"First and foremost, he has shown himself to be extremely capable in the car. Most recently, in Abu Dhabi, he was put to the test in a competitive environment which included providing him with an opportunity to demonstrate his outright pace and consistency over a single lap.

"Not only that, Max very quickly embedded himself within the team, thanks in no small part to the fact that he is a lively and affable character who we've enjoyed having around.

"Having been integral to our race weekend engineering environment for the past three months already - as well as having undertaken a significant part of our simulator programme - Max has already found his feet."

ADVERTISEMENT
Part of complete coverage on
Track the buzz of the 2014 Formula One season, race by race, with all the latest social reaction from motorsport experts.
May 23, 2014 -- Updated 2310 GMT (0710 HKT)
It stimulates all five senses, creating an unparalleled experience for drivers and fans alike. Take a tour of Monaco with Mark Webber.
May 22, 2014 -- Updated 1233 GMT (2033 HKT)
To be a champion you must win a title -- but to become an F1 legend you must win races at Monaco, the calendar's most testing circuit.
May 21, 2014 -- Updated 1459 GMT (2259 HKT)
Caterham F1 reserve driver Alexander Rossi takes you on a tour of the Monaco racing circuit.
May 5, 2014 -- Updated 1238 GMT (2038 HKT)
The Formula One driver transcended his sport and even 20 years after his death, Ayrton Senna commands the adoration of fans worldwide.
May 1, 2014 -- Updated 1500 GMT (2300 HKT)
TO GO WITH AFP STORY IN ARABIC BY SUHEIL HOWAYEK: (FILES) Brazilian F1 driver Ayrton Senna adjusts his rear view mirror in the pits 01 May 1994 before the start of the San Marino Grand Prix. Senna died after crashing in the seventh lap. Some 45 drivers, including Senna and Canadian Gilles Villeneuve, have been killed during Formula One races whose tracks are dubbed by some as the 'circuits of death.' AFP PHOTO/JEAN-LOUP GAUTREAU (Photo credit should read JEAN-LOUP GAUTREAU/AFP/Getty Images)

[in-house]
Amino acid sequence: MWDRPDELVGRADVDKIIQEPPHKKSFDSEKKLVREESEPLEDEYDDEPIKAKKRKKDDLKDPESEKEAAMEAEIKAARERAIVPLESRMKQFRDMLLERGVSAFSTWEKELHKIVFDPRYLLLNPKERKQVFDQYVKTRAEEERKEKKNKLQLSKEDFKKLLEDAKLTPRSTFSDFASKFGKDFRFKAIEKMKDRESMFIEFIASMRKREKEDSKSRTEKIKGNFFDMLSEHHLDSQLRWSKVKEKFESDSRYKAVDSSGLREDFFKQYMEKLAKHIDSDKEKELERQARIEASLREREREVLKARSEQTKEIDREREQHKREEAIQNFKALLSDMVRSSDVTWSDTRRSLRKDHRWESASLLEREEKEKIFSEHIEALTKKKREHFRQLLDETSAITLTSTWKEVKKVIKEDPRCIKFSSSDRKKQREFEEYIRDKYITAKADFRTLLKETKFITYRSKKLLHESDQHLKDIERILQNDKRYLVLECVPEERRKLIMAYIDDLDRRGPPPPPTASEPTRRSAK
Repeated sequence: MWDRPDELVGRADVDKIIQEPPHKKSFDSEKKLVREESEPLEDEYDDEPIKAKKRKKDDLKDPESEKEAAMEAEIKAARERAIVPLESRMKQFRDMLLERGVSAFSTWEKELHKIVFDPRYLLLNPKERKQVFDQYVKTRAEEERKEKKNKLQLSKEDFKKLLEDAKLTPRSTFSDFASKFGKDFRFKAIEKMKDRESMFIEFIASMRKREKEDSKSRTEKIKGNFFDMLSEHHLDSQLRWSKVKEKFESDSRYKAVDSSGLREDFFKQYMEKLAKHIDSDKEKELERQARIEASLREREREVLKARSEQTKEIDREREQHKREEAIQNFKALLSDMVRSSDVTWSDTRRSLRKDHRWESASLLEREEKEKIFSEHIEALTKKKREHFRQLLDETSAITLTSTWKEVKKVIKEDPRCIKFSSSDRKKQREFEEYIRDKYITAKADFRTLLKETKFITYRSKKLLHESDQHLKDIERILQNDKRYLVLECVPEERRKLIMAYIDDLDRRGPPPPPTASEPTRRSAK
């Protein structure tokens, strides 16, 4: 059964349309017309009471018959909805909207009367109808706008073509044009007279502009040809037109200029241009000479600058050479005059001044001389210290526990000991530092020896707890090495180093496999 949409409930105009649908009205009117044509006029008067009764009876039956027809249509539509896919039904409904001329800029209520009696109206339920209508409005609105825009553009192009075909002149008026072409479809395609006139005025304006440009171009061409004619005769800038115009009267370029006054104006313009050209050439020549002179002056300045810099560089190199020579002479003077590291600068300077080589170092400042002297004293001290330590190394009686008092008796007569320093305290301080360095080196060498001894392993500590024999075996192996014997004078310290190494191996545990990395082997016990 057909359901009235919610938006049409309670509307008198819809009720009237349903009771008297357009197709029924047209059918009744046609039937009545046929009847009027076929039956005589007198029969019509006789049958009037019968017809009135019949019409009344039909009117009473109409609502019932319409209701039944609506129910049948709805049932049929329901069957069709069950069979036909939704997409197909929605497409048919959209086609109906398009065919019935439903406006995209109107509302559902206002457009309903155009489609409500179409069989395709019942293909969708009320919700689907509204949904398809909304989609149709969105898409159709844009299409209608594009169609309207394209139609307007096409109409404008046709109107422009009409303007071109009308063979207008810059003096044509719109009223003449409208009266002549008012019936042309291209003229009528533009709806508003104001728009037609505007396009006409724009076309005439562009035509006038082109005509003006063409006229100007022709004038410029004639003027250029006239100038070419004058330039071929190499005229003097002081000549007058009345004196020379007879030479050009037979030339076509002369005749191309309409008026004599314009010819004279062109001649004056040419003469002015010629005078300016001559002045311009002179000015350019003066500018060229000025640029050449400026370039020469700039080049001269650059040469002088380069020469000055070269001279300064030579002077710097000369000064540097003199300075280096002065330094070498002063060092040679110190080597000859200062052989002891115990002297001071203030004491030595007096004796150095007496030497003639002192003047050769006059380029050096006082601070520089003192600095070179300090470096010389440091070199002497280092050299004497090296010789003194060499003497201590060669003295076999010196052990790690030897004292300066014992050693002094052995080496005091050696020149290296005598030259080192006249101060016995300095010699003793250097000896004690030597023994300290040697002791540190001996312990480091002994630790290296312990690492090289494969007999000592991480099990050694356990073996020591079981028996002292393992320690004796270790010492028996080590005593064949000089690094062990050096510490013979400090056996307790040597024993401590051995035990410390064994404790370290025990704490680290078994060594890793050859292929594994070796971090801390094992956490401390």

F1's greatest racer was killed during the San Marino Grand Prix on May 1 1994. The sport hasn't been the same since.
April 30, 2014 -- Updated 1516 GMT (2316 HKT)
Just four F1 drivers turned up to Roland Ratzenberger's funeral after his death during qualifying for the San Marino Grand Prix on April 30 1994.
April 25, 2014 -- Updated 1156 GMT (1956 HKT)
For a championship with a distinctly Iberian streak, it is no surprise that South America should be high on MotoGP's list of territories to conquer.
April 18, 2014 -- Updated 1113 GMT (1913 HKT)
Too weak. Can't handle the pressure. Susie Wolff has heard it all -- but she is determined to become the first female F1 driver in 20 years.
CNN's Amanda Davies visits the headquarters of Mercedes, the dominant team in Formula One this season.
March 15, 2014 -- Updated 0108 GMT (0908 HKT)
The big winners of this Formula One season could be road drivers rather than F1 racers, according to one former world champion.
March 13, 2014 -- Updated 1916 GMT (0316 HKT)
Mercedes driver Lewis Hamilton sums up the dawn of a new Formula One era in three juicy words -- weird, mind-blowing and challenging.
ADVERTISEMENT